Important Bird Areas

Little Galloo Island

New York

Little Galoo is a small, rocky island located 5.5 miles from Stoney Point
and 9.5 miles west of Henderson Harbor, NY, in eastern Lake Ontario.
In December 1998, the NYS DEC acquired Little Galoo Island and it
became the fourth island within the Lake Ontario Islands WMA. The
guano of nesting cormorants has destroyed the few trees on the island;
four dead trees (thought to be ash and shagbark hickory) remain, along
with a small number of shrubs, and patches of wild geranium, mallow,
and other herbaceous vegetati

Ornithological Summary

The island hosts an exceptional breeding concentration of colonial
waterbirds, including the largest Ring-billed Gull colony in the U.S.
(an estimated 60,000 pairs in 2003), New York?s only Caspian Tern
colony (1,560 pairs in 2004), and the largest Double-crested Cormorant
colony in New York (3,967 pairs in 2004). Smaller numbers of Blackcrowned
Night-Herons (three pairs in 2004), Herring Gulls (313 pairs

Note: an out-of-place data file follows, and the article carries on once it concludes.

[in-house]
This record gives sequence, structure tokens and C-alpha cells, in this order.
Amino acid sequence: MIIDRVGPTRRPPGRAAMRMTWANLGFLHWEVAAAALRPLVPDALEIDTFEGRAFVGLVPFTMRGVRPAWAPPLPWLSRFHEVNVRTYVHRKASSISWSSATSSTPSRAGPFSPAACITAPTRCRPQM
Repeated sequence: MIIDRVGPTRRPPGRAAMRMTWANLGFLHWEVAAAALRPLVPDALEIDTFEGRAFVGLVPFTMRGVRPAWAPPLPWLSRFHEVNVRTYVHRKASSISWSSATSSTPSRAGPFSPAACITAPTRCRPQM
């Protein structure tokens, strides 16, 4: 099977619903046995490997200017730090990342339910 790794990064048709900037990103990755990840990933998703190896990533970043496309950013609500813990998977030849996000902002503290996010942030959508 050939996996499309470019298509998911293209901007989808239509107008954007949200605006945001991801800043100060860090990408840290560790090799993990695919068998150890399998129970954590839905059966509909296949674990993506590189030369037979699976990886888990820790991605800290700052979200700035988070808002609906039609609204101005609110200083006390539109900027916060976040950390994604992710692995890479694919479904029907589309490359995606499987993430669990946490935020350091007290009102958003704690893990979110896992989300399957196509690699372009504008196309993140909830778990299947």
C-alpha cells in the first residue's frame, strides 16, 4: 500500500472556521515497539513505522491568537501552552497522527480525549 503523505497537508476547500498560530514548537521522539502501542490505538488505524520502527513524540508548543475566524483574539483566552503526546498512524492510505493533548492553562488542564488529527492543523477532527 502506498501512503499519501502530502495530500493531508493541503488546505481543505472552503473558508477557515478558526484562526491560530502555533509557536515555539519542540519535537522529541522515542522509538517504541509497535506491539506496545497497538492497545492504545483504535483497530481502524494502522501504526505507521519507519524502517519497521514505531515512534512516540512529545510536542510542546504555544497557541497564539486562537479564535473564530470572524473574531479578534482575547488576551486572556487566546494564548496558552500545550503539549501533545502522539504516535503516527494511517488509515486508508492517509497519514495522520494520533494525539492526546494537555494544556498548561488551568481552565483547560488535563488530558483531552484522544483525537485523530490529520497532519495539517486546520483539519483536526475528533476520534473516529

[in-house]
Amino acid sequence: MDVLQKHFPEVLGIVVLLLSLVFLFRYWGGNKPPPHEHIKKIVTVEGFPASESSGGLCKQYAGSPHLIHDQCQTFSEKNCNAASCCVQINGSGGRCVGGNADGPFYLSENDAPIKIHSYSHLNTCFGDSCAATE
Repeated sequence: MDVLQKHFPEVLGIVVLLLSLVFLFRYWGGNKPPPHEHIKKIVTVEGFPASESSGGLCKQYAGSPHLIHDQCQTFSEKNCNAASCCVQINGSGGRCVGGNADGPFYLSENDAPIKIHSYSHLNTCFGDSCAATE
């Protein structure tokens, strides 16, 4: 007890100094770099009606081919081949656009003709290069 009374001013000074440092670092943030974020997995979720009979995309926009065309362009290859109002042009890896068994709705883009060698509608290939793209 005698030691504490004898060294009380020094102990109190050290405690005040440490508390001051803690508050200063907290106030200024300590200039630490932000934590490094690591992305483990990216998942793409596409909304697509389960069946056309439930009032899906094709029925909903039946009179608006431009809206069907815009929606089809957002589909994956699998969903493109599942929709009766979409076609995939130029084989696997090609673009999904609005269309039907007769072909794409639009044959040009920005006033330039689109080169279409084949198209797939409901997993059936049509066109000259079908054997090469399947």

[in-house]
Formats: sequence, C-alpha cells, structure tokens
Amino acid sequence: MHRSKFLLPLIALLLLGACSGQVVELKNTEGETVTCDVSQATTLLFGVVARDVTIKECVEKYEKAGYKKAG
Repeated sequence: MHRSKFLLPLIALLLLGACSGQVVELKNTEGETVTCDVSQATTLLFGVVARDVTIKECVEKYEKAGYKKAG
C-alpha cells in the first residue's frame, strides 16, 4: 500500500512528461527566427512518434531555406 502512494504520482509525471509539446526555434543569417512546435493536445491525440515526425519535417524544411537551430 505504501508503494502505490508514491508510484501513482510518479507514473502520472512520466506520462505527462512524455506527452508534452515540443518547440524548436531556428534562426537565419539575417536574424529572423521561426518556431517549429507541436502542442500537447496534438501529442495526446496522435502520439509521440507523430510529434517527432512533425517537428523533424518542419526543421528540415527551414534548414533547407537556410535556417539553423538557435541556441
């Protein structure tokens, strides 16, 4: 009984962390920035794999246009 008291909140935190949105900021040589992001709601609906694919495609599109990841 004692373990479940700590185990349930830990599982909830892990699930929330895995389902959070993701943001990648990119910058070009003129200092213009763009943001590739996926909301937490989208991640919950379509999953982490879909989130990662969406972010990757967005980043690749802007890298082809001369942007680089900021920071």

in 2003), and Great Black-backed Gulls (12 pairs in 2003) nest on the
island as well.

Conservation Issues

This site is listed in the 2002 Open Space Conservation Plan as a
priority site under the project name Eastern Lake Ontario Shoreline
and Islands. A wildlife management plan for the WMA was developed
in 2002, with a focus on maintaining the area as a colonial waterbird
nesting site. Annual counts and estimates for each species (with the
exception of Ring-billed Gulls which, due to large numbers, will be
surveyed every five years) will be conducted to understand long term
population trends. Productivity estimates will continue annually for
all species nesting on the island. Growing cormorant populations
have displaced Black-crowned Night-Herons, and management
efforts are now in place to reduce the nesting cormorant population
to 1,500 pairs. A series of action strategies that include community
planning, education, ecosystem management, resource use, and
tourism initiatives, are outlined in the plan. Waterfowl hunting has
been allowed at the site and will continue. During the first round of
IBA site identifications, this site was recognized under the research
criterion because a long-term monitoring project is based there.